There is more socializing and celebrity gawking than sport, much more. At the end, the feeling is having competed in an alcoholic baton race in which the goal is to finish, just finish.
How did un-horsy Alabamians get hooked into the great Louisville pageant? It began, incongruously, at a newspaper publishers meeting in Florida, a dull affair where conversation centered on three subjects I’m not very good at: golf, equipment and making money.
Through the gloom of boredom came a cheery man with a perky bow tie and a broad, friendly face. He uttered the first intellectually stimulating sentence of the convention, “Have you read Marshall McLuhan’s Understanding Media?”
Before answering, I said, “Sir, please stay right here; I’ve got to get my wife.” Spotting her, I said, “Come on, I’ve found a live one.” He was Cyrus (Cy) MacKinnon, who ran Barry Bingham Sr.’s enterprises: The Louisville Courier Journal, WHAS-TV and a magazine publishing plant.
We became great friends with Cy and his pretty, no-nonsense New England wife, Wig. They invited us to Derby in 1973, which turned out to be the most exciting race of all time, won by the great Secretariat.
Before Derby we strolled over to the Bingham’s Italianate mansion, whose rooms and grounds were filled with colorful, attractive and interesting people: a Jordanian prince and I compared Bedouin political hierarchy with that of Chicago.
Elegant Barry Sr. and his beautiful, smart, tart wife, Mary, welcomed Josephine and me as fellow members of the family-newspaper tribe. We also met their swashbuckling son, Worth, and the more reserved Barry Jr.
But the race that year was one for the books. It was between two great horses, Sham, and Big Red, as they called Secretariat.
Leaning over the rail in the Bingham box, we watched Big Red gradually move up on the field in the backstretch, and then overtake Sham in the middle of the dash for home. Sham’s time of 1:59 4/5 would have won any other Derby, before or since. Secretariat won by two-fifths of a second and became a Triple Crown winner.
After the excitement of the race, there was an air of serenity at Owsley Brown’s house on a bluff overlooking the Ohio River. A unique feature of the party given by the Brown and Foreman Distillers family is a silver tower whose dozens of spigots dispense a never-ending supply of mint juleps.
Late that evening, our last stop was a drop-in at John Y. Brown’s, just down the hill from the MacKinnons. The Kentucky Fried Chicken magnate and subsequent governor had hosted a party in a kind-of tent city, empty except for several giant mastiffs tearing into the leftovers.
After speaking to John Y., Cy and I headed up the hill but froze when the rock band broke into the chilling, “Thus Spake Zarathrusta” from the movie 2001; multi-colored strobe lights playing on the diaphanous, round bandstand made it look like a living, pulsing membrane from outer space.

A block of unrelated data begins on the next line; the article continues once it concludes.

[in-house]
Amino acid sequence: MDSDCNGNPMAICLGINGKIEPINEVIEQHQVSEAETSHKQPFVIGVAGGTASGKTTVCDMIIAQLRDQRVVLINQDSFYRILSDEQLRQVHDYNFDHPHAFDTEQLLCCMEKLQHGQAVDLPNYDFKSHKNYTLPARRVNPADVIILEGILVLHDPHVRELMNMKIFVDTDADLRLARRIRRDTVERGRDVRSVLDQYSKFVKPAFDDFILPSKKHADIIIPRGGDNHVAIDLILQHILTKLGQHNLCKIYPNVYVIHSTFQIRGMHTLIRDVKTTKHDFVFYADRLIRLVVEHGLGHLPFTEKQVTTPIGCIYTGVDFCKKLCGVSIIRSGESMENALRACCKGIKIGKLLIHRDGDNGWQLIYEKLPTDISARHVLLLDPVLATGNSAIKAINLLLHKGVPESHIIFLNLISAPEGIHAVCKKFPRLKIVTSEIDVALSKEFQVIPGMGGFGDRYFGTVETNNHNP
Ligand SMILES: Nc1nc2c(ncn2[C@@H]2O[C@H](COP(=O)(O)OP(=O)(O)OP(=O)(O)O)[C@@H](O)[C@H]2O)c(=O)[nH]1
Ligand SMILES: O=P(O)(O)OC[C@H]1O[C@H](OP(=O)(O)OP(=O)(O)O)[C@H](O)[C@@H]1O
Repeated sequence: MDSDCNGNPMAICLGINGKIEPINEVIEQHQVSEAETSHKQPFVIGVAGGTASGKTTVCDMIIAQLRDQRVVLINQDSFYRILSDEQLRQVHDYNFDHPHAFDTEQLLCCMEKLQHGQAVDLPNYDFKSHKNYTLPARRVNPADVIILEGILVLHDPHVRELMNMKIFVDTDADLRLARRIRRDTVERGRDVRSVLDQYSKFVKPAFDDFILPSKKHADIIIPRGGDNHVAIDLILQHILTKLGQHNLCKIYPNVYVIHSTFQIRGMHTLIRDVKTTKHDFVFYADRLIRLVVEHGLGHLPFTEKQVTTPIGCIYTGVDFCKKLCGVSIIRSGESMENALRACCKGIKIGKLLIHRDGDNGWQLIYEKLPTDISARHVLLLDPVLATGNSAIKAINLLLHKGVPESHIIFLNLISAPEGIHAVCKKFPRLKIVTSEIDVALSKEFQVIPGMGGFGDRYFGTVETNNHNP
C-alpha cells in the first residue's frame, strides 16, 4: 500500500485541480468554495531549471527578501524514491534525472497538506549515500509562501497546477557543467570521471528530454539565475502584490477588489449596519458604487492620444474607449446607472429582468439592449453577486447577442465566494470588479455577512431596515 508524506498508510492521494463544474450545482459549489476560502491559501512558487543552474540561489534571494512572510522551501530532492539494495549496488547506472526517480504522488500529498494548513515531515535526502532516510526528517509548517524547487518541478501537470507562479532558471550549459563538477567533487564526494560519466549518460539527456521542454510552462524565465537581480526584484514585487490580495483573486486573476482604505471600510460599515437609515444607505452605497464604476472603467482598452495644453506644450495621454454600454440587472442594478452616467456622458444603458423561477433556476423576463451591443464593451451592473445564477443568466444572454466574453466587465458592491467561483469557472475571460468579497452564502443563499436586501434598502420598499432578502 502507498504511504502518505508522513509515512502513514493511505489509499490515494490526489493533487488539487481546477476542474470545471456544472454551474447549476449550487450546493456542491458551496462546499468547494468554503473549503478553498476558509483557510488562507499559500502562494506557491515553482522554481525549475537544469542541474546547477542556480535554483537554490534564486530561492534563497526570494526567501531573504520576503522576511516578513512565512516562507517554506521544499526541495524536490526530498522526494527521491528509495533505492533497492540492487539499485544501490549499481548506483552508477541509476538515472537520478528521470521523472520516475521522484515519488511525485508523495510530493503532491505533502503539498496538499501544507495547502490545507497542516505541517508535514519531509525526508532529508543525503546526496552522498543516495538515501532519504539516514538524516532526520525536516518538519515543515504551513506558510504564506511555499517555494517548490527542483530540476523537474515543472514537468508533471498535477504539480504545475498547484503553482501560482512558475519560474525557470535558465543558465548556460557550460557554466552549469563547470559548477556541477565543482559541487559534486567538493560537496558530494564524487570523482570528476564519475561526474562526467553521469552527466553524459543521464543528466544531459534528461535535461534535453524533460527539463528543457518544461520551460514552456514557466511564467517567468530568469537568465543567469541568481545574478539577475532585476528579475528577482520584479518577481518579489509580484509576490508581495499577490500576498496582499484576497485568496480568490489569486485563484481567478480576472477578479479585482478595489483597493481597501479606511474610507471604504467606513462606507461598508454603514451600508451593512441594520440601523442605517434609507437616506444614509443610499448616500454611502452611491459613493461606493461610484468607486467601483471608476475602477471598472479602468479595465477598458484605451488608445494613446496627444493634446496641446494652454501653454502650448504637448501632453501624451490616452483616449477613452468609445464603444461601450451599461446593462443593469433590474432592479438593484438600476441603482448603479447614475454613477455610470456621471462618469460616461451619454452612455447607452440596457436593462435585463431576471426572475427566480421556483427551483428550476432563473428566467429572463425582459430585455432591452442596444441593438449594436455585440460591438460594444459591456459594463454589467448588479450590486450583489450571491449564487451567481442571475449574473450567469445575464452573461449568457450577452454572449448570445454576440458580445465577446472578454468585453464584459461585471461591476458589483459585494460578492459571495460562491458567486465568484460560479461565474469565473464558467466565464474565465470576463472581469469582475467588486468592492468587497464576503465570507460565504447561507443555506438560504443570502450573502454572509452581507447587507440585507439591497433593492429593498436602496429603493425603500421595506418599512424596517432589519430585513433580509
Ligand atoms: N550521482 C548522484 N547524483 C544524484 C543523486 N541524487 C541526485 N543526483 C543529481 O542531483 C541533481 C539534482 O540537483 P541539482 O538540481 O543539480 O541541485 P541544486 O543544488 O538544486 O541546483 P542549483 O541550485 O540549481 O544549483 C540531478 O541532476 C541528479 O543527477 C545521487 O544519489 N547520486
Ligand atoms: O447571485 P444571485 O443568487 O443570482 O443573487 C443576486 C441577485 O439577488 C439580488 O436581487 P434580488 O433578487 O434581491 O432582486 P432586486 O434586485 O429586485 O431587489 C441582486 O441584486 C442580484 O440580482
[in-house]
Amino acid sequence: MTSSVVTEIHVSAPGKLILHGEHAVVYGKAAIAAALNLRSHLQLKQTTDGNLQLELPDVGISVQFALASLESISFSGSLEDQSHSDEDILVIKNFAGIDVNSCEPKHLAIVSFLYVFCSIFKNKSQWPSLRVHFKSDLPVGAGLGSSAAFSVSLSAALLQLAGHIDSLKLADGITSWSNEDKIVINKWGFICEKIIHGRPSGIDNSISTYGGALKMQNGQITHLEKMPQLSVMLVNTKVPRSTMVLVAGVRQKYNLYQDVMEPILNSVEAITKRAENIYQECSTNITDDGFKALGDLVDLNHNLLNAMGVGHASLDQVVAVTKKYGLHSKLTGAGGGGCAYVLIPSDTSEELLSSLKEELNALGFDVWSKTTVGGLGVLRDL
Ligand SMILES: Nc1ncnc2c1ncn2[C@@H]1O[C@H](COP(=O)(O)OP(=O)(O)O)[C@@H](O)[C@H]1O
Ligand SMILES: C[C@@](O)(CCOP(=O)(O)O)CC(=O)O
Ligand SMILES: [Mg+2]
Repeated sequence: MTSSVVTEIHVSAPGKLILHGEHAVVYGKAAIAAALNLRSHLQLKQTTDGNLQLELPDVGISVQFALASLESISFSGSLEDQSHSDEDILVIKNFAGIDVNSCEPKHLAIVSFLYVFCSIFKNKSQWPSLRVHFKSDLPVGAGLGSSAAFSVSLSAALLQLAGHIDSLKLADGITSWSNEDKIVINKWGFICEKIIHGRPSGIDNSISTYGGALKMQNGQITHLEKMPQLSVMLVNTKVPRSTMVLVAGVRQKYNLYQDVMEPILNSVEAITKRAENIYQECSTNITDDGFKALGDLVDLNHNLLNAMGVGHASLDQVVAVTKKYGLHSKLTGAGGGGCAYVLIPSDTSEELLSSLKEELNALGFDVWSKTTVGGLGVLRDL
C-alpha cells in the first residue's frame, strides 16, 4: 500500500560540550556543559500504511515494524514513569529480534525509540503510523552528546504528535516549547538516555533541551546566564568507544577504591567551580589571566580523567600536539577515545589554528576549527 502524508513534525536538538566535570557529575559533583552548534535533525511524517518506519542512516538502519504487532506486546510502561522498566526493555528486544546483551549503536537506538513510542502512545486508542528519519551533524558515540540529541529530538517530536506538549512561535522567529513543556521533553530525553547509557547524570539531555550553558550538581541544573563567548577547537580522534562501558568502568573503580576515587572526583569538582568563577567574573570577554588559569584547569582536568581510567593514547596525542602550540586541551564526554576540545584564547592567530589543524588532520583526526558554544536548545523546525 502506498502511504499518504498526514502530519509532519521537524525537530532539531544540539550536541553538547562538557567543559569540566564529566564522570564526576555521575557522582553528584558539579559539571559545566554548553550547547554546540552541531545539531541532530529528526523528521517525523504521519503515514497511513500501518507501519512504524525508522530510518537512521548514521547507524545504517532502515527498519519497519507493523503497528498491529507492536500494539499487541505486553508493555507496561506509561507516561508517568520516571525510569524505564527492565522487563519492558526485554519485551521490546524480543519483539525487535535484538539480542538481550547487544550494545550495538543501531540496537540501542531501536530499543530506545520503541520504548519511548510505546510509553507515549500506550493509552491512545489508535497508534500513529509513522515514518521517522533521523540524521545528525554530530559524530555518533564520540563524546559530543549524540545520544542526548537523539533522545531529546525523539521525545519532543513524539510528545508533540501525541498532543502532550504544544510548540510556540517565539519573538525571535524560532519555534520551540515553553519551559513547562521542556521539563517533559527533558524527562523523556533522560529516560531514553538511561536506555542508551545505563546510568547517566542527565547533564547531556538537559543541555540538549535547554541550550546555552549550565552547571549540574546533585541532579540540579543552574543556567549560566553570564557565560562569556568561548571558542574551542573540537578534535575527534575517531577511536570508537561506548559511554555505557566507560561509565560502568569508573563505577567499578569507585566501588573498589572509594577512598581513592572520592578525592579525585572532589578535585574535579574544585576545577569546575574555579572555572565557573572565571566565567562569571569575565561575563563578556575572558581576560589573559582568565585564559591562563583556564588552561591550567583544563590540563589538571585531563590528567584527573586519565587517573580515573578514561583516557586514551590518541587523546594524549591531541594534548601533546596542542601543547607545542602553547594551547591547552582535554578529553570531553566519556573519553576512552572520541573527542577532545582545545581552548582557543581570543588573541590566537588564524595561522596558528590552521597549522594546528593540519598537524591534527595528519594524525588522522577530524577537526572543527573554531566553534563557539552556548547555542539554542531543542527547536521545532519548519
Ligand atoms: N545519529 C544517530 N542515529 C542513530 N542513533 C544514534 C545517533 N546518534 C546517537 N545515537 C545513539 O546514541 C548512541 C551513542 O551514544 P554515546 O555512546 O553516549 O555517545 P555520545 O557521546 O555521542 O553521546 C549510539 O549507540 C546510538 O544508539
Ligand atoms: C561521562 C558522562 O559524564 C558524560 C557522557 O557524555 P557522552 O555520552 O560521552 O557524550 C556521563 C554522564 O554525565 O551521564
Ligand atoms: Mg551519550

The weirdness of that image merges with a series of tragedies, as if in some twisted fairy tale that affected so many of our charmed but fated Louisville newspaper friends.
First, Worth was killed in a freak accident. Subsequently, Cy, a powerful man, was swept out to sea in a rip tide and drowned because of steel knee replacements. A family dispute forced the paper’s sale, Big Barry died, and, finally, Mary’s light went out, dramatically, while making a speech.
Through the years, our friendship of shared values grew with the bright, funny and deeply civilized Barry Jr. and his lovely Edie. As time went on and we aged, Derbies didn’t seem quite so gay or the people as interesting. Barry and I shared an observation that quality is surely headed south when Kato Kaelin, famous only as a tenant of O.J. Simpson, replaces Walter Cronkite as the celebrity guest.
We were lucky to be with Barry and Edie at the 2001 Derby when Monarchos won with the third-best time in Derby history, 1:59.97. Later, I learned that the horse had been bred by an old newspaper friend, Jim Squires, who retired as editor of the Chicago Tribune to breed thoroughbreds.
That last Derby with Barry and Edie was low-key social, warmed by a fire in the library and high, good conversation, the empty great rooms giving the mansion a much larger, empty feel.
A taxi took me from the airport on my last visit to Glenview in early April 2006. Winding up from River Road when the house came into view, crowded with people coming and going, the driver asked, “What is this place?”
I told him, “It is a house.” I could have told him it was the seat of some of the South’s most brilliant people and parties, the house where my dear friend Barry died a few days before. I could have talked for weeks about Barry, the poem he wrote two days before dying, and about his family, but I just said, “It is a house,” and went in to see Edie and their daughters Molly and Emily.
We didn’t go to Derby this year. We had our own Derby party in the kitchen. Josephine sprinkled mint over flavored sparkling water in silver goblets; we watched the race on TV and toasted Barry and Cy.
That was 2007, the Derby hasn’t been the source of much gaiety since.
H. Brandt Ayers is the publisher of The Star and chairman of Consolidated Publishing Co.